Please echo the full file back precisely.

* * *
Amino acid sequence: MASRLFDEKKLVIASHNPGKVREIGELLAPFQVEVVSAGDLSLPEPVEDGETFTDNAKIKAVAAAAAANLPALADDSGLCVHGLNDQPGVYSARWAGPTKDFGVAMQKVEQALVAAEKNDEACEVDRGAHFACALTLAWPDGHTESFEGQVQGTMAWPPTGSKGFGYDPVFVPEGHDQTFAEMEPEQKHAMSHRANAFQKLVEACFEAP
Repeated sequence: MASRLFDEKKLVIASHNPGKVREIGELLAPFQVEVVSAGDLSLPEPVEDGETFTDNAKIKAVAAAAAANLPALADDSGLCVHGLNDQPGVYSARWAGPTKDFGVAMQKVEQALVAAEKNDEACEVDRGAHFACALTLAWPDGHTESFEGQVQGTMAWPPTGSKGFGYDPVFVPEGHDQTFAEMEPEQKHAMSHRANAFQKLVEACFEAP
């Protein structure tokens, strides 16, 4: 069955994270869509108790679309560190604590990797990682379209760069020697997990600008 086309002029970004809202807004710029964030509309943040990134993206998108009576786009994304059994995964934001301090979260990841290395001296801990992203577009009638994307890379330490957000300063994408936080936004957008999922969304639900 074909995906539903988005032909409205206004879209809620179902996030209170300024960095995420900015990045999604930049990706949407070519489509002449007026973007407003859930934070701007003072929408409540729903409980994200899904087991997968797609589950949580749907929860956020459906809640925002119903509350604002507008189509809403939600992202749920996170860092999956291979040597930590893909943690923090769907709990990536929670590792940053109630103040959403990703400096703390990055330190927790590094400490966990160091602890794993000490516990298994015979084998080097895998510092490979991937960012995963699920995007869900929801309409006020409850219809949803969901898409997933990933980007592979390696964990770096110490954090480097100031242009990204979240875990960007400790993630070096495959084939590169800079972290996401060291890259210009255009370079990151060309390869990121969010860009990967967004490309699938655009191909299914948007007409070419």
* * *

Amino acid sequence: MASRLFDEKKLVIASHNPGKVREIGELLAPFQVEVVSAGDLSLPEPVEDGETFTDNAKIKAVAAAAAANLPALADDSGLCVHGLNDQPGVYSARWAGPTKDFGVAMQKVEQALVAAEKNDEACEVDRGAHFACALTLAWPDGHTESFEGQVQGTMAWPPTGSKGFGYDPVFVPEGHDQTFAEMEPEQKHAMSHRANAFQKLVEACFEAP
Repeated sequence: MASRLFDEKKLVIASHNPGKVREIGELLAPFQVEVVSAGDLSLPEPVEDGETFTDNAKIKAVAAAAAANLPALADDSGLCVHGLNDQPGVYSARWAGPTKDFGVAMQKVEQALVAAEKNDEACEVDRGAHFACALTLAWPDGHTESFEGQVQGTMAWPPTGSKGFGYDPVFVPEGHDQTFAEMEPEQKHAMSHRANAFQKLVEACFEAP
């Protein structure tokens, strides 16, 4: 069955994270869509108790679309560190604590990797990682379209760069020697997990600008 086309002029970004809202807004710029964030509309943040990134993206998108009576786009994304059994995964934001301090979260990841290395001296801990992203577009009638994307890379330490957000300063994408936080936004957008999922969304639900 074909995906539903988005032909409205206004879209809620179902996030209170300024960095995420900015990045999604930049990706949407070519489509002449007026973007407003859930934070701007003072929408409540729903409980994200899904087991997968797609589950949580749907929860956020459906809640925002119903509350604002507008189509809403939600992202749920996170860092999956291979040597930590893909943690923090769907709990990536929670590792940053109630103040959403990703400096703390990055330190927790590094400490966990160091602890794993000490516990298994015979084998080097895998510092490979991937960012995963699920995007869900929801309409006020409850219809949803969901898409997933990933980007592979390696964990770096110490954090480097100031242009990204979240875990960007400790993630070096495959084939590169800079972290996401060291890259210009255009370079990151060309390869990121969010860009990967967004490309699938655009191909299914948007007409070419």